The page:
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UN Blasted for Failure to Address Tribunal Credibility

The Khmer Rouge Tribunal, ECCC.
The Khmer Rouge Tribunal, ECCC.
Kong SothanarithVOA Khmer

The UN came under renewed criticism on Thursday for its handling of a controversial case at the Khmer Rouge tribunal, while the court’s international prosecutor moved for even more investigation.

In a statement, the international court monitor Open Society Justice Initiative said the UN had failed to address major questions regarding the credibility of the court, after judges hastily concluded an investigation into two unnamed Khmer Rouge suspects.

OSJI said a statement from UN Secretary-General Ban Ki-moon issued Wednesday “failed to respond to the serious questions of judicial independence, misconduct and competence of the investigation into case 003.”

Investigating judges at the UN-backed court have come under increased pressure in recent weeks over their handling of Case 003, which international prosecutors have said deserves indictments.

Also on Thursday, international prosecutor Andrew Cayley, who has been at odds with the investigating judges since April, issued a statement saying he would require them to add charges to their investigation of Case 004, another controversial case that could potentially mean more indictments by the court.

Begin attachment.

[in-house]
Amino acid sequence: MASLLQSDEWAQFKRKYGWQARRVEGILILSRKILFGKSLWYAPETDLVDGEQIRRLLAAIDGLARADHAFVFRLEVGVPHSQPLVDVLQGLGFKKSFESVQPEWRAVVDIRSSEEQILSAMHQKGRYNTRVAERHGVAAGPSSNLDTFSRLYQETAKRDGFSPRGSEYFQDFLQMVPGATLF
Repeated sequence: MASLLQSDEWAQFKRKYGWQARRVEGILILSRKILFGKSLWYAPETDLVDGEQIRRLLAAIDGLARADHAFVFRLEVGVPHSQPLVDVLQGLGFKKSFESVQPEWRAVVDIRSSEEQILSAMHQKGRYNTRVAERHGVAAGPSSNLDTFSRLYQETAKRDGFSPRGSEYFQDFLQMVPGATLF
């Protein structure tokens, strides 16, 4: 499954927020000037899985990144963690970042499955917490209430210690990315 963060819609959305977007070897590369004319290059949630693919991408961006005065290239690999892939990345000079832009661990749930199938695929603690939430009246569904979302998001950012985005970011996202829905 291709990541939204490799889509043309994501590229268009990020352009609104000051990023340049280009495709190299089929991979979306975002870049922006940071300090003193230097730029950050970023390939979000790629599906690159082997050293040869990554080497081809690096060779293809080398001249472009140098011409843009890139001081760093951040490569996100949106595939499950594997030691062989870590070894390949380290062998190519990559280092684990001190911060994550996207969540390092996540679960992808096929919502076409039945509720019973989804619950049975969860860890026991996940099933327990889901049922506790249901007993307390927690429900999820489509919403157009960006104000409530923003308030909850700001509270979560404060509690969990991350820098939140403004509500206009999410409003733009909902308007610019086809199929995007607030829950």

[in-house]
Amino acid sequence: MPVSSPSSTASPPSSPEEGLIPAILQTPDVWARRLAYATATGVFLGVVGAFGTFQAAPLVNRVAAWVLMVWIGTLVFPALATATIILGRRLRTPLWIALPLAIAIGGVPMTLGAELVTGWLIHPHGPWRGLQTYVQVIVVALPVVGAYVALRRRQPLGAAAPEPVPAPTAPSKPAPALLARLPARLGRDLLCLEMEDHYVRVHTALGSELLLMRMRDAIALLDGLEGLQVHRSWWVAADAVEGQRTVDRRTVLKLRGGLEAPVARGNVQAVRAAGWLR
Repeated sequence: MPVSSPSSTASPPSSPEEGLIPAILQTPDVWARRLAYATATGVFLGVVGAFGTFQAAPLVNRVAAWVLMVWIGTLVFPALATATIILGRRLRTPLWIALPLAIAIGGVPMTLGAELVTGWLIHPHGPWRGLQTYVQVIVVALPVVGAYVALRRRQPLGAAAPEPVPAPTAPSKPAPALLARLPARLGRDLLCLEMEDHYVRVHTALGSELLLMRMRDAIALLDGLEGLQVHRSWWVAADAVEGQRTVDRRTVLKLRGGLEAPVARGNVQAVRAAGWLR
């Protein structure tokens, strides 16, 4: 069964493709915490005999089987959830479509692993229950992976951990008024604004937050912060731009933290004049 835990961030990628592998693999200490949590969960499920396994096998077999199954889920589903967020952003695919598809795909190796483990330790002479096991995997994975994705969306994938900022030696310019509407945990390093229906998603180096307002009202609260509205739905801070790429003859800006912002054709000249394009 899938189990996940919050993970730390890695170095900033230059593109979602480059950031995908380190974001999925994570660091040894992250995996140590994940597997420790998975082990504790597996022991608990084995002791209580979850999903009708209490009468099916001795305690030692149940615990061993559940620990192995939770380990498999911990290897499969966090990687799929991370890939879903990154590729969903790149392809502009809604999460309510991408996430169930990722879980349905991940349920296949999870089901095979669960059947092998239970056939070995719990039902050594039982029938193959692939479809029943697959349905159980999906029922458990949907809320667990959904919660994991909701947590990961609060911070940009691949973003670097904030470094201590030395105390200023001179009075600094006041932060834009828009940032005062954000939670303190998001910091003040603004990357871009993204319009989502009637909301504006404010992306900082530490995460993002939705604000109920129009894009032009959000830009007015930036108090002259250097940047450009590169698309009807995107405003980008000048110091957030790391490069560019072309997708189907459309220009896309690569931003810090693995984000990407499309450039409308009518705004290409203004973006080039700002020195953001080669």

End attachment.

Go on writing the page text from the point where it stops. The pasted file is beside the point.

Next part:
The Cambodian government publicly opposes the pursuit of both cases, for fear it could destabilize the country’s security situation by upsetting former Khmer Rouge.

However, court observers say the appearance of government interference in the work of the court is threatening to undermine its credibility.

The statement from Ban’s office rejected speculation that Case 003 could be dropped or that the UN was instructing its investigating judge, Siegfried Blunk, to do so.

But OSJI said the UN statement had “failed also to respond to the refusal of the tribunal’s two co-investigating judges to pursue further inquiries as requested by the international co-prosecutor.”

Tribunal spokesman Dim Sovannarom declined to comment on Thursday, and there was no immediate response from the investigating judges to Cayley’s submission statement.

In that statement, he said he is now requesting the judges to add charges to Case 004, for three Khmer Rouge leaders, to include crimes committed against the Khmer Krom.

He is also requesting the judges to “notify the public and potential civil parties of the specific crime sites” included in his supplementary submission.

Dim Sovannarom said the prosecutor’s submission was according to tribunal regulations.

Court observers say the statement from OSJI and the submission of Cayley do not necessarily signal a problem at the court, but rather a push by some to move the court forward.

“This controversy comes because we are concerned about justice in the future for Cambodia and for victims,” said Chhang Youk, director of the Documentation Center of Cambodia.

Latt Ky, a tribunal monitor for the rights group Adhoc, said he supported the OSJI statement and the new submission from Cayley because they both serve to keep the court’s work in the public eye.

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